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From Michael McCandless <luc...@mikemccandless.com>
Subject Re: Different behavior of Directory.fieldLength()
Date Sat, 13 Mar 2010 13:49:50 GMT
I like the proposed new semantics (throw FNFE if the file does not
exist), and the migration path (new method, deprecate old).

Mike

On Sat, Mar 13, 2010 at 7:46 AM, Shai Erera <serera@gmail.com> wrote:
> I think it falls under the semantics of dir.fileLength() and not the
> semantics of the implementation right? Unfortunately, the semantics of
> Directory.fileLength() are not specified, which made it easy for extensions
> to invent their own.
>
> I myself am not sure what's better - return 0 as the length for a file that
> does not exist, or throw FNFE to alert the caller that he's querying a file
> that does not exist. FSDirectory got away with it by using File API which
> just happens to return 0 for a non-existing file. RAMDirectory chose to
> alert the caller. My feeling is that these two were written by two different
> persons, or separate times, each understanding the method differently.
>
> I think we should make the semantics clear, and declare a better contract,
> by documentation and possible also by method signature. If for example we
> decide that it should return 0 for non-existing files, then I think we can
> remove the IOException from the method sig? But maybe we want to allow
> IOException to be thrown by Directories that could actually fail on probing
> the file length.
>
> I would propose to declare the semantics of fileLength like this:
> * Returns the length of the file denoted by <code>name</code> if the file
> exists. The return value may be anywhere between 0 and Long.MAX_VALUE.
> * Throws FileNotFoundException if the file does not exist. Note that you can
> call dir.fileExists(name) if you are not sure whether the file exists or
> not.
>
> That way it's clear. We can then change IW code to call fileExists if it
> expects to fail on either of the two.
>
> Question is - how do we do this w/o breaking Directory implementations out
> there? I think that we might be safe with it, if we make sure all of IW code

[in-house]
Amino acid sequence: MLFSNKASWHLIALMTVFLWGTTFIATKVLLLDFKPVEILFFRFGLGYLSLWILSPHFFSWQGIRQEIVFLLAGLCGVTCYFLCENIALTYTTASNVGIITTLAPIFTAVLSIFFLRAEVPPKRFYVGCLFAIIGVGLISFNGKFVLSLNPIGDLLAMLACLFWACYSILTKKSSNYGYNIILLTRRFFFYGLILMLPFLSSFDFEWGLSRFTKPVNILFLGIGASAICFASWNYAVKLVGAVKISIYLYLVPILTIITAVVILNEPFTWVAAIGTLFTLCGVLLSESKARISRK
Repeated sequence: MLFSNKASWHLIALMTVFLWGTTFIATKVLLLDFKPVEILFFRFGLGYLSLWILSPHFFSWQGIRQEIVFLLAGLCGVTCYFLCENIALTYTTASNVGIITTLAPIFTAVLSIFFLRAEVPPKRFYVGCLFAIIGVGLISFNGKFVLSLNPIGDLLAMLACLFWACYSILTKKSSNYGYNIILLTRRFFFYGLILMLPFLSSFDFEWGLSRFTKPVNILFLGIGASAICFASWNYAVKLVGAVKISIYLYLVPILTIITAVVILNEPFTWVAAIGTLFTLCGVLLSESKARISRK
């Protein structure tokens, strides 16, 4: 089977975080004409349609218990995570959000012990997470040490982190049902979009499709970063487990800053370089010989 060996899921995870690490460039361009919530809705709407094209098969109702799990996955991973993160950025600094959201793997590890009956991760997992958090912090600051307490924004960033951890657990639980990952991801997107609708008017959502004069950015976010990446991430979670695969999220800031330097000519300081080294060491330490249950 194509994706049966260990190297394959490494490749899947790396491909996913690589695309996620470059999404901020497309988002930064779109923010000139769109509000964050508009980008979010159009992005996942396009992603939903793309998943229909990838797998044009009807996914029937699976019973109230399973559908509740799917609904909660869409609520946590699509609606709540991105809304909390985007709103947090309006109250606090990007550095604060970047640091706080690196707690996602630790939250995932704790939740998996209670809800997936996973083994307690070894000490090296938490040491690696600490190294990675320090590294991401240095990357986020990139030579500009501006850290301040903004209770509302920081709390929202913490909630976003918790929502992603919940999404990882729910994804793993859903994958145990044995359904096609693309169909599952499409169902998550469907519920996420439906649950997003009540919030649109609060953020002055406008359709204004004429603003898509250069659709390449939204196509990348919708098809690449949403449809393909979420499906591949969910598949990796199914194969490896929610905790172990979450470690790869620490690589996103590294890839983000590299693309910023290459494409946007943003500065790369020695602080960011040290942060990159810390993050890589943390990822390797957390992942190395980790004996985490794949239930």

> queries fileExists before. However if someone relies on FSDir to return 0
> instead of throwing exception, that will break his app.
>
> Backwards is always tricky. This does not result in compilation error, but a
> runtime change. We might be able to get away with it if we think users run
> some tests before they deploy a new Lucene .jar ... but otherwise, we should
> create a new method, w/ clear semantics? Something like:
>
> /**
>  * @deprecated the method will become abstract when #fileLength(name) has
> been removed.
>  */
> public long getFileLength(String name) throws IOException {
>   long len = fileLength(name);
>   if (len == 0 && !fileExists(name)) {
>     throw new FileNotFoundException(name);
>   }
>   return len;
> }
>
> The first line just calls the current impl. If it throws exception for a
> non-existing file, we're ok. The second line verifies whether a 0 length is
> for an existing file or not and throws an exception appropriately.
>
> That is of course only if everybody else agree w/ these semantics.
>
> Shai
>
> On Sat, Mar 13, 2010 at 1:21 PM, Marcelo Ochoa <marcelo.ochoa@gmail.com>
> wrote:
>>
>> Uwe:
>> > That is not true, the API says:
>> > "Creates a new File *instance* from a parent pathname string and a child
>> > pathname string."
>> >
>> > Please note "instance", so it will never create the file on disk. New
>> > File() just creates a file instance but no file on disk. You can check this
>> > with a simple test.
>>  OK but what the about the exception?
>>  If the creation of the File instance do not throw an exception and
>> the method File.length() returns 0 if a file does not exists
>> RAMDirectory and other classes which also override this method should
>> be modified to return 0.
>>  Best regards, Marcelo.
>>
>> --
>> Marcelo F. Ochoa
>> http://marceloochoa.blogspot.com/
>> http://mochoa.sites.exa.unicen.edu.ar/
>> ______________
>> Want to integrate Lucene and Oracle?
>>
>> http://marceloochoa.blogspot.com/2007/09/running-lucene-inside-your-oracle-jvm.html
>> Is Oracle 11g REST ready?
>> http://marceloochoa.blogspot.com/2008/02/is-oracle-11g-rest-ready.html
>>
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>
>

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